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Can we sell our respective shares back to the corporation and that way withdraw the retained earnings?

By Lloyd Lindsay |

SSR asked:

I have a small business incorporated with myself and my wife as the only shareholders (196 common shares between the two of us). The main business income for the corporation is through software consulting. The corporation has retained earnings and we are thinking of retirement.

Can we sell our respective shares back to the corporation and that way withdraw the retained earnings? What will be the tax implication? Will we benefit from 'Capital Gains exemption for small businesses'?

Lloyd Lindsay answered:

There are two ways you can sell your shares:

    Sell them back to the corporation (called a redemption of shares), or 2. Sell them to a third party.
  1. Redemption of Shares
    You appear to own a Canadian controlled private corporation. And when you redeem your shares, special tax rules apply. Basically, the Income Tax Act (ITA) treats the monies you received as a dividend received from a taxable Canadian corporation. The actual calculation for the dividend is the proceeds you received less the stated capital of the shares you redeemed. In this situation, the Capital Gains Exemption (CGE) does not apply because you are receiving a dividend and not realizing a capital gain. Also, you should obtain legal advice because a redemption of all the shares would end the existence of your corporation.
  2. Sale of Shares to a Third Party
    If you sell your shares to a third party, you would realize a capital gain or capital loss. The calculation is the Proceeds of Disposition of the shares less the Adjusted Cost Base of your shares less your Disposal Costs. If the amount is positive, you have a Capital Gain; if it's negative, you have a Capital Loss.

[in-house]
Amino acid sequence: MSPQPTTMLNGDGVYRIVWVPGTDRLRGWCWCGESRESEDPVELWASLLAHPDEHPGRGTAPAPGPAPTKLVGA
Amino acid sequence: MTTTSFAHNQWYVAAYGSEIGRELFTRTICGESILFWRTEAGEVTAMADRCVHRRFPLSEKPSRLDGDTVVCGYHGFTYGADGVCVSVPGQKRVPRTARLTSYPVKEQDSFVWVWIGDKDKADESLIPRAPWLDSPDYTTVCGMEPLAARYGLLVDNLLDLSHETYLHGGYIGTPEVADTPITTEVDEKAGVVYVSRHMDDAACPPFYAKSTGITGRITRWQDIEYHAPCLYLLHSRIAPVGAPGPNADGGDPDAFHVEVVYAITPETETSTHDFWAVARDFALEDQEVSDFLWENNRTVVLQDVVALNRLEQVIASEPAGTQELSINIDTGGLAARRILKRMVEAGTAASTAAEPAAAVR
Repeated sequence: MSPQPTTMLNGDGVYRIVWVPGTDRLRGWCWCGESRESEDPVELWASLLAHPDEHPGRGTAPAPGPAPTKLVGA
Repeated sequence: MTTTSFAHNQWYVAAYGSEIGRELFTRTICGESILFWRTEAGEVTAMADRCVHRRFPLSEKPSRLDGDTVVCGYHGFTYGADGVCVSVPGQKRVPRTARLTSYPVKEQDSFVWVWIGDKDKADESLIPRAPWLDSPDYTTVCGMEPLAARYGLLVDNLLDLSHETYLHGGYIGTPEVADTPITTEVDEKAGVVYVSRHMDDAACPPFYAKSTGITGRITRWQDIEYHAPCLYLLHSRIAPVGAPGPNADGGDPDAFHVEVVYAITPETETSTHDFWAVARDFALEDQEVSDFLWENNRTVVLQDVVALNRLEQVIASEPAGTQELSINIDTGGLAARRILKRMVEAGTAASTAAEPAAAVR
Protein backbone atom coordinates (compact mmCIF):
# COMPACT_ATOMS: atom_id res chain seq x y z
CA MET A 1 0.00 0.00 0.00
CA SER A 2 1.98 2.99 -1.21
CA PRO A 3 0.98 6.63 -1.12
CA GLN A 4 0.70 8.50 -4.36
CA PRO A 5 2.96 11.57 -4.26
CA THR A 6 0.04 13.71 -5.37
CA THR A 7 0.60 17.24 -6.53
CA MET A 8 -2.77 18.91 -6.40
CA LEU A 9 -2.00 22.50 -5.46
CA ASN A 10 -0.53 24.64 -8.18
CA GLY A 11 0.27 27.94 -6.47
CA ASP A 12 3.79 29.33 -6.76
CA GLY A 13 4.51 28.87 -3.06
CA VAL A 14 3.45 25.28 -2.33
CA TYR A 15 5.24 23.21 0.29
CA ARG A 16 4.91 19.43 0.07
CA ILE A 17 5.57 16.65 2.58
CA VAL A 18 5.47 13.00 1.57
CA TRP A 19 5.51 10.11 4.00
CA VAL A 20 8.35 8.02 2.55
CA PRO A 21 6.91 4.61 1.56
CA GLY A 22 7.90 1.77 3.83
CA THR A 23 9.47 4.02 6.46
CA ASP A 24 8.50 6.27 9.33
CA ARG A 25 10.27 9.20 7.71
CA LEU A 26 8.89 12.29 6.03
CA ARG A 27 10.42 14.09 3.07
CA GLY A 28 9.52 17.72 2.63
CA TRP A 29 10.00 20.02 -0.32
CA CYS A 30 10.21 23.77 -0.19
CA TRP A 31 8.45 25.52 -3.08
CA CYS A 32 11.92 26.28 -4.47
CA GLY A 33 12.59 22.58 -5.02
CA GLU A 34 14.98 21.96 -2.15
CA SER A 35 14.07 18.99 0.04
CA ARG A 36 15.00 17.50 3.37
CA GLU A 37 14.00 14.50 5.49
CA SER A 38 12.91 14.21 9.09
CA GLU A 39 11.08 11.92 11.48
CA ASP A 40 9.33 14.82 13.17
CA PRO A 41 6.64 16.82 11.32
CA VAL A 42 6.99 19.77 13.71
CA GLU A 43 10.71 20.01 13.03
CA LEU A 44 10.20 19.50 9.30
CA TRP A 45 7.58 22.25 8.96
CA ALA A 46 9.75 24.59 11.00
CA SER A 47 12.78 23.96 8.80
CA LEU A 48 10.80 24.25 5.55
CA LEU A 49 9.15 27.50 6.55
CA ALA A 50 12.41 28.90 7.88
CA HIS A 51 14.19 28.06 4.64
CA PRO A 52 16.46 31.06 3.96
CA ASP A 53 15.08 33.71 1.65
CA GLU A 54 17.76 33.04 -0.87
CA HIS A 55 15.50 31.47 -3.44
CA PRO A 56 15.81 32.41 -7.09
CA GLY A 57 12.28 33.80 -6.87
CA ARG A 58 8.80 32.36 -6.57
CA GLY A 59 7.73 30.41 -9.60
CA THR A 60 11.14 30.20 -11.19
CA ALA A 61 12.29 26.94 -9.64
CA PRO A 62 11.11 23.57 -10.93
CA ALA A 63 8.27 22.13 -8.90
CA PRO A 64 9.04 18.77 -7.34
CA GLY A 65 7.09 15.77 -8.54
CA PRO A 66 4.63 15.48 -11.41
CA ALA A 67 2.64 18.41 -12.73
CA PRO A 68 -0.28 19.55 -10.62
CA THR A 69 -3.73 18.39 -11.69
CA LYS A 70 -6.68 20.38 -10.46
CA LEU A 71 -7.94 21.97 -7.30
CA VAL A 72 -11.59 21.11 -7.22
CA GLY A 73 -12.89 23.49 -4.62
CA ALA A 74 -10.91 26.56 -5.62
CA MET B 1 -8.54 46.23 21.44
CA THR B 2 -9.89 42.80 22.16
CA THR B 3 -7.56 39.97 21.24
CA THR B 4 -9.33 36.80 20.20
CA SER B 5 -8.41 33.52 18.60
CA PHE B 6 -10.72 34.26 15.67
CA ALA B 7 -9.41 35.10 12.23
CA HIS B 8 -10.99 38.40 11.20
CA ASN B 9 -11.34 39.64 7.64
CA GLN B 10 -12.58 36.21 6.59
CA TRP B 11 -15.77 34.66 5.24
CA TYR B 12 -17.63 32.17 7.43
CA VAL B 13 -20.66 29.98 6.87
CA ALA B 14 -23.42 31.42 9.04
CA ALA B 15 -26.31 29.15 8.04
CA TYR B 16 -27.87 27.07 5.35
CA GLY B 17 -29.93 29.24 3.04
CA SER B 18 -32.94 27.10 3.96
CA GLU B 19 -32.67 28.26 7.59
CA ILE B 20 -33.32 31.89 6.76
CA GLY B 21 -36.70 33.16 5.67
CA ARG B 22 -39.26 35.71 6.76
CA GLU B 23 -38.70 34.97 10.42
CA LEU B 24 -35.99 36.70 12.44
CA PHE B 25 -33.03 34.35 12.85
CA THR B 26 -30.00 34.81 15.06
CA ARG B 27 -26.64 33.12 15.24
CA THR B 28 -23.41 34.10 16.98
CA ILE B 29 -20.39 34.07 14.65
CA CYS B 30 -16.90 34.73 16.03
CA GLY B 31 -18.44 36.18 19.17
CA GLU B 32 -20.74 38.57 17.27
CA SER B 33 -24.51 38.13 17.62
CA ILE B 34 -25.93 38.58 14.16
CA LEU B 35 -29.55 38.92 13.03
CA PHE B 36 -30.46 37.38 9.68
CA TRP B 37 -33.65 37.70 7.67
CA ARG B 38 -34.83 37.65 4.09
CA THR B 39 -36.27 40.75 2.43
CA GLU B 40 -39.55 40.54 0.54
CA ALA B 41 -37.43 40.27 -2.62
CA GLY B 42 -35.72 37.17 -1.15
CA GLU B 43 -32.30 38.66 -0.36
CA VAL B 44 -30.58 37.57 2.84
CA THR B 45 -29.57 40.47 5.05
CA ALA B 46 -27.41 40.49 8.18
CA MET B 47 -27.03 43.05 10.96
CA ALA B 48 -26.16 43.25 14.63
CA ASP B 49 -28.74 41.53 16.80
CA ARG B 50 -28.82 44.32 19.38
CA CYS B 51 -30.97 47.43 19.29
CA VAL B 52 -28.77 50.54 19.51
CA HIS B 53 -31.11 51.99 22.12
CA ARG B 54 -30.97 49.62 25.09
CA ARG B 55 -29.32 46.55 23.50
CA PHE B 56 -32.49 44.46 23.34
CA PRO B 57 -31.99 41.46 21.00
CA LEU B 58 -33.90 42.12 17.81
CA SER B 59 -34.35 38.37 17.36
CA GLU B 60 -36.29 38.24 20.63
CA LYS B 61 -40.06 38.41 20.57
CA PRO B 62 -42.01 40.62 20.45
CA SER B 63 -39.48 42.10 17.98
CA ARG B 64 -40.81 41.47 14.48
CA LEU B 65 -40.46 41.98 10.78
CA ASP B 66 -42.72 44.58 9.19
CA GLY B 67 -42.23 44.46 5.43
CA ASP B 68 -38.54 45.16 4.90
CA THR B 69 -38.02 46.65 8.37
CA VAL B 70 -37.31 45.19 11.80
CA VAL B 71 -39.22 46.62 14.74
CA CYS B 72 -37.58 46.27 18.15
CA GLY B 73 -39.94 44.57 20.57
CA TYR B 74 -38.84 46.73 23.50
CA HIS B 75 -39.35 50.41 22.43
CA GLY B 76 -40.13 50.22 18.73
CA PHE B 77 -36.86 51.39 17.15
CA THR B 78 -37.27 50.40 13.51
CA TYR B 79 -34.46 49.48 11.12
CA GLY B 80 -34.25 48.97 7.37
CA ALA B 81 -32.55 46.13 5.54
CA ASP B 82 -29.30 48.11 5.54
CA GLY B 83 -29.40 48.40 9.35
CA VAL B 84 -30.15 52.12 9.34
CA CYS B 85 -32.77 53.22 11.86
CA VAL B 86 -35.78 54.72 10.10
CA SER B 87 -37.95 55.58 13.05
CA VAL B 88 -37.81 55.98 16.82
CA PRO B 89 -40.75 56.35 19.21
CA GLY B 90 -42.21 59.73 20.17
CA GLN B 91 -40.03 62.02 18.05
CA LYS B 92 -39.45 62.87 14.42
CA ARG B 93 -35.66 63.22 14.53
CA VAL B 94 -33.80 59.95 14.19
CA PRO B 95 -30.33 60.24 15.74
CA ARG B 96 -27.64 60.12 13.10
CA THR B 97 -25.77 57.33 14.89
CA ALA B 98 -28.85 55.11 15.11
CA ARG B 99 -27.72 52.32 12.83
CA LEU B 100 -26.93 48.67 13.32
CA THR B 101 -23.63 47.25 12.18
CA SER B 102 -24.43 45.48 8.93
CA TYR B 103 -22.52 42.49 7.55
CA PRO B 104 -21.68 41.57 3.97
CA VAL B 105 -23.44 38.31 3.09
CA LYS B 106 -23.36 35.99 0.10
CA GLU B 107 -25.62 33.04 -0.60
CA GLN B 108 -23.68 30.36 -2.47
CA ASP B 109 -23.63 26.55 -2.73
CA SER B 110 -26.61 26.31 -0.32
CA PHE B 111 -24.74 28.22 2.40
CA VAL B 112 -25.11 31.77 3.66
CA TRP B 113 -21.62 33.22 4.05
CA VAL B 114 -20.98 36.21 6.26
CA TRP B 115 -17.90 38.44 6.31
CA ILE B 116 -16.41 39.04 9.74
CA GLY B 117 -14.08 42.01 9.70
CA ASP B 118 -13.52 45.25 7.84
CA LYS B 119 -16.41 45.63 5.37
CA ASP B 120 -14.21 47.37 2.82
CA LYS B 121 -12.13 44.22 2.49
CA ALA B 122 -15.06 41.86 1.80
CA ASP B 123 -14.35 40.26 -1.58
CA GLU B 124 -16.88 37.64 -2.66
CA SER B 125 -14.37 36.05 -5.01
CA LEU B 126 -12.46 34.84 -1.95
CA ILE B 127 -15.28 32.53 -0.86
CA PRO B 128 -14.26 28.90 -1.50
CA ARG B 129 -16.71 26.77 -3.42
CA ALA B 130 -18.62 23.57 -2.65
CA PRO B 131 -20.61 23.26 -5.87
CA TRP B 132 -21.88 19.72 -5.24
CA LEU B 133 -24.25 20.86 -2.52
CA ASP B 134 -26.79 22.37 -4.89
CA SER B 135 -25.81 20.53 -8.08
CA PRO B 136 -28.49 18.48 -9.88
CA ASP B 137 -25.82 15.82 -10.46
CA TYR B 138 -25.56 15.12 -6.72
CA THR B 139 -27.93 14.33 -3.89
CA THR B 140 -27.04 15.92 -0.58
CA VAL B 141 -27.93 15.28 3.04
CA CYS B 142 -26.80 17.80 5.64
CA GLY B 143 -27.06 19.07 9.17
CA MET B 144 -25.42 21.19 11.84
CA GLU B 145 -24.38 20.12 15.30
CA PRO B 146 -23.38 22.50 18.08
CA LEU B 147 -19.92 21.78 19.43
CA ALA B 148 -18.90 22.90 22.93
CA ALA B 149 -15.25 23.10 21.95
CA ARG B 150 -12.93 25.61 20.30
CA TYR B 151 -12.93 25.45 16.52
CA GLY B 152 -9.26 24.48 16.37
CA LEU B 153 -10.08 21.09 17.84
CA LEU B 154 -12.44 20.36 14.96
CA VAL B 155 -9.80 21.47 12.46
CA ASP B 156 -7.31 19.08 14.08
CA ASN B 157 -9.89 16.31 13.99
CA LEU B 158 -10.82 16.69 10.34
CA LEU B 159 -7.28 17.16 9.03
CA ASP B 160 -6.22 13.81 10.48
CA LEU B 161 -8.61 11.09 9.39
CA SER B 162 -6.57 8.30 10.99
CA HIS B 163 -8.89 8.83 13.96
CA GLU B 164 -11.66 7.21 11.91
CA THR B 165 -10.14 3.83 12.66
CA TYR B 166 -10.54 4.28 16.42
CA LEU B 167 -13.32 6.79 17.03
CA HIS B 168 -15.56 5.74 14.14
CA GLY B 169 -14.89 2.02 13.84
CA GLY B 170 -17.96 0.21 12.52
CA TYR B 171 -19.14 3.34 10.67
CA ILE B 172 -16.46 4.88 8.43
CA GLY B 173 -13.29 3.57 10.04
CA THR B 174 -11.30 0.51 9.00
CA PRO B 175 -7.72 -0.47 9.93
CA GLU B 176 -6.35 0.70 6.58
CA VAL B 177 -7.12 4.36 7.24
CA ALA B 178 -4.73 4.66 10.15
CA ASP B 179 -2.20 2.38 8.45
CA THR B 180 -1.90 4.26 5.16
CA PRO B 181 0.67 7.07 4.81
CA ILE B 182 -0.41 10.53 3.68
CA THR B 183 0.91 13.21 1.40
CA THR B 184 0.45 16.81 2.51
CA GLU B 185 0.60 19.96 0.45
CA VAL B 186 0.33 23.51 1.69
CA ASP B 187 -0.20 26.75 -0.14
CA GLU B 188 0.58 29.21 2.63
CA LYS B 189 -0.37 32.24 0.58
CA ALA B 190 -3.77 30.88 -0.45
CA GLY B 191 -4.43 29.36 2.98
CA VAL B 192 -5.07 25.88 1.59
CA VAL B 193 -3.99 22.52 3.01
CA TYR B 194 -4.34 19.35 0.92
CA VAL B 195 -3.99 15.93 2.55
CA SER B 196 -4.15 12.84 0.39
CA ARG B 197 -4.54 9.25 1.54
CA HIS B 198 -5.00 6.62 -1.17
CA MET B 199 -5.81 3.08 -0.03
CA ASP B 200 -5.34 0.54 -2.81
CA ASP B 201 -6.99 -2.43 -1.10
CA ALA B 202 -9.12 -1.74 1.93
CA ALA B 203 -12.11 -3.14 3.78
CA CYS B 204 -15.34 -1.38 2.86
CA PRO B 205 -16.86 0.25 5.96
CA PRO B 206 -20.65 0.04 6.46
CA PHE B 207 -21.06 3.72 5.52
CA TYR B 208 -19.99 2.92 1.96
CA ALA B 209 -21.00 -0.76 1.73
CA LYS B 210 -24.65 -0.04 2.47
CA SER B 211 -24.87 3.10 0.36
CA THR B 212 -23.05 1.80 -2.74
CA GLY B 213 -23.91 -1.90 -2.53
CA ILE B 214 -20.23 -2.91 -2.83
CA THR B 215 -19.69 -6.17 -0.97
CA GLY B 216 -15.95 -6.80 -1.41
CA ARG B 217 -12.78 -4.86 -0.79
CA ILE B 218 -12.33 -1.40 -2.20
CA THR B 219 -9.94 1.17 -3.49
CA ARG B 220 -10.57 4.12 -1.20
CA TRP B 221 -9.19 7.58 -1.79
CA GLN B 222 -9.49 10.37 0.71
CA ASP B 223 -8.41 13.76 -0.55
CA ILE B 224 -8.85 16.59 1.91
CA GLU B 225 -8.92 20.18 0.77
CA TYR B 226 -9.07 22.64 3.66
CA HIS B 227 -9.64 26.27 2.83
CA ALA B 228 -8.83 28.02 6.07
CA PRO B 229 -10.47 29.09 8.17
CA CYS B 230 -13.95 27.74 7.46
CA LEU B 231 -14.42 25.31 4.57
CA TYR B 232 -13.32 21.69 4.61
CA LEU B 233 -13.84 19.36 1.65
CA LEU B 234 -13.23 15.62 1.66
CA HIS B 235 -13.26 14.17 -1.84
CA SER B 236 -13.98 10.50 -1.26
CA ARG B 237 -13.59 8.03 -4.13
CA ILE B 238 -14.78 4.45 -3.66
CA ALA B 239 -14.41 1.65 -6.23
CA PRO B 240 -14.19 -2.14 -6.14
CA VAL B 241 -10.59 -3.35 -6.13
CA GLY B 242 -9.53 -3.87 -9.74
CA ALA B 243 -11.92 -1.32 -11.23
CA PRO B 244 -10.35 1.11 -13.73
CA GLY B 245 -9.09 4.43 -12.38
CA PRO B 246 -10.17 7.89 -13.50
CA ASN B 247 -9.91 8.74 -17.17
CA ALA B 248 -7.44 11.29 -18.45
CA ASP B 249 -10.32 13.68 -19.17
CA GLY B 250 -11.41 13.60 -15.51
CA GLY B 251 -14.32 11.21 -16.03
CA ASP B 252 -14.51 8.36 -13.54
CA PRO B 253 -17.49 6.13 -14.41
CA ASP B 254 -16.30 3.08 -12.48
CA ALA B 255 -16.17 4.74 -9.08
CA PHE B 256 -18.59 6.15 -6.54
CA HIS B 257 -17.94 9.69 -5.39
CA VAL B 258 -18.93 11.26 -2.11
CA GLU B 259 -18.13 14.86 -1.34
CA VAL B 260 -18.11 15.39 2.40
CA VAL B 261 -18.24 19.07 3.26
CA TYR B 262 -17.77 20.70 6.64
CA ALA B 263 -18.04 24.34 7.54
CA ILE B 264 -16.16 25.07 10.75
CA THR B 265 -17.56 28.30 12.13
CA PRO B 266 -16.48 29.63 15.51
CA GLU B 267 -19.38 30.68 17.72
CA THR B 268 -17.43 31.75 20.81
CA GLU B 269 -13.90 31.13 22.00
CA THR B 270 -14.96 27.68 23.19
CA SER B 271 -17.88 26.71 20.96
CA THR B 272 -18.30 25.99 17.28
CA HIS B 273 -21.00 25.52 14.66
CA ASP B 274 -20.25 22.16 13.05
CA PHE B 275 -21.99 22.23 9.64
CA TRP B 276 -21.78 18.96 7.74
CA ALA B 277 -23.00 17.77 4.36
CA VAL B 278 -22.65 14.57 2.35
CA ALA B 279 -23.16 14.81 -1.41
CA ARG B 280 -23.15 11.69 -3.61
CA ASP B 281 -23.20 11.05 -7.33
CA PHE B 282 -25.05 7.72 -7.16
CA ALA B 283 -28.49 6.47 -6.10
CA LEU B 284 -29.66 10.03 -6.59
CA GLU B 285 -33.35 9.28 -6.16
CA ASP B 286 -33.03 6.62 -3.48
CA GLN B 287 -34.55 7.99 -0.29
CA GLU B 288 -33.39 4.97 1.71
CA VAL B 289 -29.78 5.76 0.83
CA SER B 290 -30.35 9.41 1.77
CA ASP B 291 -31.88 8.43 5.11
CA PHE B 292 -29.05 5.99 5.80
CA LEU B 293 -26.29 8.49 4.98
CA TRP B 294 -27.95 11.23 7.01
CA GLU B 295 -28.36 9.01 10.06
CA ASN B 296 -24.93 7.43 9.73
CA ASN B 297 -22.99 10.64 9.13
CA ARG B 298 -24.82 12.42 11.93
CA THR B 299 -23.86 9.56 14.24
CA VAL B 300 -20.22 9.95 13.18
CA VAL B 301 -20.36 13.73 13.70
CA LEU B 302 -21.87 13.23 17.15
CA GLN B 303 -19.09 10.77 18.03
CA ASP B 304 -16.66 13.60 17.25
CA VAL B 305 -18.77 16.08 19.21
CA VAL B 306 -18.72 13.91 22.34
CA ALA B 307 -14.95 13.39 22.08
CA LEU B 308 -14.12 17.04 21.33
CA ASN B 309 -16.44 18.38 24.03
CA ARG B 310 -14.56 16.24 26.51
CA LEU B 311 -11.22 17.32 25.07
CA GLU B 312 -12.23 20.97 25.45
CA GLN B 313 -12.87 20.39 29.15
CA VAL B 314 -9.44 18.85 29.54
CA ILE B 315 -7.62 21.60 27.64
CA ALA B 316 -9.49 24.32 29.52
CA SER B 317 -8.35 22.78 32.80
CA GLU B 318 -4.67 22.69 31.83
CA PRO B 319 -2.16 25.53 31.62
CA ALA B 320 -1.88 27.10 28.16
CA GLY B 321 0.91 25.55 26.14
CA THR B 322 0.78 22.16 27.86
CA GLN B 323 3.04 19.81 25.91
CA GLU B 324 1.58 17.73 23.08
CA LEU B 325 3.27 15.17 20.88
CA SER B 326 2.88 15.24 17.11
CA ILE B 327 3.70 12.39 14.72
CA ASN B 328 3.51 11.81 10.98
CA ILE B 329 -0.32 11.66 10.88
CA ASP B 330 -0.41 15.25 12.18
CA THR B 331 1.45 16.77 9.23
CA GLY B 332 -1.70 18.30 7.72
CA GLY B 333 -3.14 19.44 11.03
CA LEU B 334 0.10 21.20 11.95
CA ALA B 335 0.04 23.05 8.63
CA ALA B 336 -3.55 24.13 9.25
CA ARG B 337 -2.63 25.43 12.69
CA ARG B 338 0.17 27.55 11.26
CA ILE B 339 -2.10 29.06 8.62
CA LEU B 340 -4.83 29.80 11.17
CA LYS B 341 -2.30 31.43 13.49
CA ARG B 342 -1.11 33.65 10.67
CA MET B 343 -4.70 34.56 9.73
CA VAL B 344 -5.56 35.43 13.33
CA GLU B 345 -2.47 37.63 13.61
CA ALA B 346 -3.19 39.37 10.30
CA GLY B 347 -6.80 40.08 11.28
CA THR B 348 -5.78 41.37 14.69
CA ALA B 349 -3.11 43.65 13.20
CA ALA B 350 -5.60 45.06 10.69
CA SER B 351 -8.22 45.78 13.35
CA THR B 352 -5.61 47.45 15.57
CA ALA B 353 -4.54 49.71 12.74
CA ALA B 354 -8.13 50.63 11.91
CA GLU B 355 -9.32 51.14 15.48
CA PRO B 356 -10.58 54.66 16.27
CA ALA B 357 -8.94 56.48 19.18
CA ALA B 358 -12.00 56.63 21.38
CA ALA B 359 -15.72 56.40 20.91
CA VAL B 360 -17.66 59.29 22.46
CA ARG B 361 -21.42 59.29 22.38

You can use your CGE only against Capital Gains earned from the disposal of "Qualified Small Business Corporation" shares. And not all small business corporations qualify. For example, a small private corporation earning only investment income would not qualify. Before selling your shares, you should review the structure of your corporation with a tax professional to determine whether your corporation qualifies. If not, the tax professional may be able to help you reorganize your corporation so that it does.

    Two other factors reduce the CGE you can claim: your CNIL account (Cumulative Net Investment Losses) and your previous CGE claims. In addition, beware of the Alternative Minimum Tax (AMT). Even though you expect a substantial Income Tax reduction from the CGE, the AMT may levy Income Taxes that you never anticipated.

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